The UK Supreme Court has ruled that the Scottish government cannot stand unilaterally a second referendum on whether to secede from the UK, in a blow to pro-independence campaigners who will be welcomed by the pro-union establishment in Westminster.
The court unanimously rejected an attempt by the Scottish National Party (SNP) to force a vote next October because it lacked the approval of the UK parliament.
But the decision is unlikely to succeed the heated debate on independence that has weighed on British politics for a decade.
Scotland last held a vote on the issue, with Westminster’s approval, in 2014, when voters rejected the prospect of independence by 55% to 45%.
The pro-independence SNP nonetheless dominated politics north of the border in the years that followed, at the expense of mainstream pro-union groups. Successive SNP leaders have vowed to give Scottish voters another chance to vote, particularly since the UK voted to leave the European Union in 2016.
SNP leader Nicola Sturgeon’s latest push has involved holding an advisory referendum at the end of next year, similar to the 2016 poll that led to Brexit. But the land’s highest court agreed that even a non-legally binding vote would require Westminster oversight, given its practical implications.
“A lawfully held referendum would have significant political consequences for the Union and the UK Parliament,” Lord Reed said as he read the court’s judgment.
“It would either strengthen or weaken the democratic legitimacy of the Union and of the British Parliament’s sovereignty over Scotland, whichever opinion prevails, and support or undermine the democratic credentials of the independence movement,” he said.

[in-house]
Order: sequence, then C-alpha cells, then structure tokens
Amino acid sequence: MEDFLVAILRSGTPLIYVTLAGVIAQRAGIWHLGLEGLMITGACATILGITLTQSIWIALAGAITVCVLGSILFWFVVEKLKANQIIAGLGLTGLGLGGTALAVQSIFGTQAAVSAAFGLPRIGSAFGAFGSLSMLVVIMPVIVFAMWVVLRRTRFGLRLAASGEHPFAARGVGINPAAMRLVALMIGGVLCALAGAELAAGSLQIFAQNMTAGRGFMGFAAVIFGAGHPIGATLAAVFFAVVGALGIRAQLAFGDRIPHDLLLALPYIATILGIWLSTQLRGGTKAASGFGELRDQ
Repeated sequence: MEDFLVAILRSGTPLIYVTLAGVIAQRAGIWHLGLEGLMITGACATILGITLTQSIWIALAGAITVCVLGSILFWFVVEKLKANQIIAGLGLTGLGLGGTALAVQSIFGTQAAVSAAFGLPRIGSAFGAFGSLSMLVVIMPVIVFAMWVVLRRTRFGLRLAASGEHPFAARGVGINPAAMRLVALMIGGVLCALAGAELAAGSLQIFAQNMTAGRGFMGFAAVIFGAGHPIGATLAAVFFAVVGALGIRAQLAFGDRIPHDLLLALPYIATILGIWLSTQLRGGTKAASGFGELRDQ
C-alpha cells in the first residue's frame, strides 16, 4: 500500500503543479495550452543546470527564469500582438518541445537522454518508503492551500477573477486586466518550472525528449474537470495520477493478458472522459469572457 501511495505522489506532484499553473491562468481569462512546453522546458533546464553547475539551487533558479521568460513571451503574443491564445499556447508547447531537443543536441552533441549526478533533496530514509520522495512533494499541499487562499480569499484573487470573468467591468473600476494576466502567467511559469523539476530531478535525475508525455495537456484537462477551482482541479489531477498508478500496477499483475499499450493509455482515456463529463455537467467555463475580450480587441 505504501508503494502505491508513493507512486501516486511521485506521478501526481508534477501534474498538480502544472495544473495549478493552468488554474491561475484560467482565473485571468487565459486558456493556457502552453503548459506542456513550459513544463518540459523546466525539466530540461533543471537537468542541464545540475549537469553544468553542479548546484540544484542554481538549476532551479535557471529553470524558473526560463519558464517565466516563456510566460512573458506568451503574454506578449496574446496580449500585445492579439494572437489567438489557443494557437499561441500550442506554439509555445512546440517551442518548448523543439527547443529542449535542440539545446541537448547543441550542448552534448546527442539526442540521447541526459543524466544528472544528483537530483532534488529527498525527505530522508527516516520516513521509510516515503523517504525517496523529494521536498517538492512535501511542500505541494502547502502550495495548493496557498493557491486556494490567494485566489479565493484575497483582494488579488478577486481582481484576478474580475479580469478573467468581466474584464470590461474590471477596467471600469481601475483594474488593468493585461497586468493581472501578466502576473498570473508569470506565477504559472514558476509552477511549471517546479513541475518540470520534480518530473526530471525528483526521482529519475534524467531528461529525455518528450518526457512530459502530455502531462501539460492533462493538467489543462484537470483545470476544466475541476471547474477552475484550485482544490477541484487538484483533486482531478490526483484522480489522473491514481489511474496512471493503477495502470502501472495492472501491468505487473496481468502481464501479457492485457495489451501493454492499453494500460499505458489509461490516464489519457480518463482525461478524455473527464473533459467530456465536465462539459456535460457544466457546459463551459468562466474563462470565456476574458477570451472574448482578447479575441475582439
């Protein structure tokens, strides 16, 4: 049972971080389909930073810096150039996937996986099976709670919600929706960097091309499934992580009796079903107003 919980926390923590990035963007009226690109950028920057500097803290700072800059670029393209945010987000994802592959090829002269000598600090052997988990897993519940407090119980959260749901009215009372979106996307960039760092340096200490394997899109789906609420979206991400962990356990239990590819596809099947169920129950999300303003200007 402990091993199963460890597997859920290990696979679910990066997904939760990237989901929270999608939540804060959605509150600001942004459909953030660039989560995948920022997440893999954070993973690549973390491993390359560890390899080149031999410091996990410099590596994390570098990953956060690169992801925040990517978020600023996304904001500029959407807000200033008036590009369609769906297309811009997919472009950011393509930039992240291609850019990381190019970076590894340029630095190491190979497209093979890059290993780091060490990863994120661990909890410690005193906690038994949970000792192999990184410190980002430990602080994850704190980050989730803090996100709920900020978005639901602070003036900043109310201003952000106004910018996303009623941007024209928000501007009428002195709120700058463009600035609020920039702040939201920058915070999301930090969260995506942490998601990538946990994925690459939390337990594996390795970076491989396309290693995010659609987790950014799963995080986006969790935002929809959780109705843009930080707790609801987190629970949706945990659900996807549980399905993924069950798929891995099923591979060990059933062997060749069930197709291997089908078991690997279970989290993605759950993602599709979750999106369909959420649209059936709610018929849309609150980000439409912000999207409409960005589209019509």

Sturgeon said she accepted the decision on Wednesday, but tried to frame the decision as another pillar of the argument for secession. “A law that does not allow Scotland to choose its own future without Westminster’s consent exposes as a myth any notion of the UK as a voluntary partnership and makes (a) case ‘for independence,'” a she wrote on Twitter.
She accused the British government of “outright denial of democracy” in a speech to reporters later on Wednesday.
Sturgeon said his next step in his bid to secure a vote would be to mark the next UK general election – due for January 2025 at the latest – as a proxy referendum in Scotland on the way forward.
But British Prime Minister Rishi Sunak heralded the court’s “clear and final decision” as an opportunity to get out of the independence debate. “The people of Scotland want us to work to solve the main challenges we collectively face, whether it’s the economy, support for the NHS or even support for Ukraine,” he said. in Parliament.
Opinion polls suggest Scots remain sharply divided on whether to break with the UK, and that a clear two-way consensus has yet to emerge.
England and Scotland have been joined in a political union since 1707, but many Scots have long bristled at what they see as a one-sided relationship dominated by England. Scottish voters have consistently rejected the ruling Conservative Party at the polls and voted overwhelmingly – but unsuccessfully – against Brexit, intensifying arguments on the issue over the past decade.
Since 1999, Scotland has had a devolved government, meaning many, but not all, decisions are made in the SNP-led Scottish Parliament in Holyrood, Edinburgh.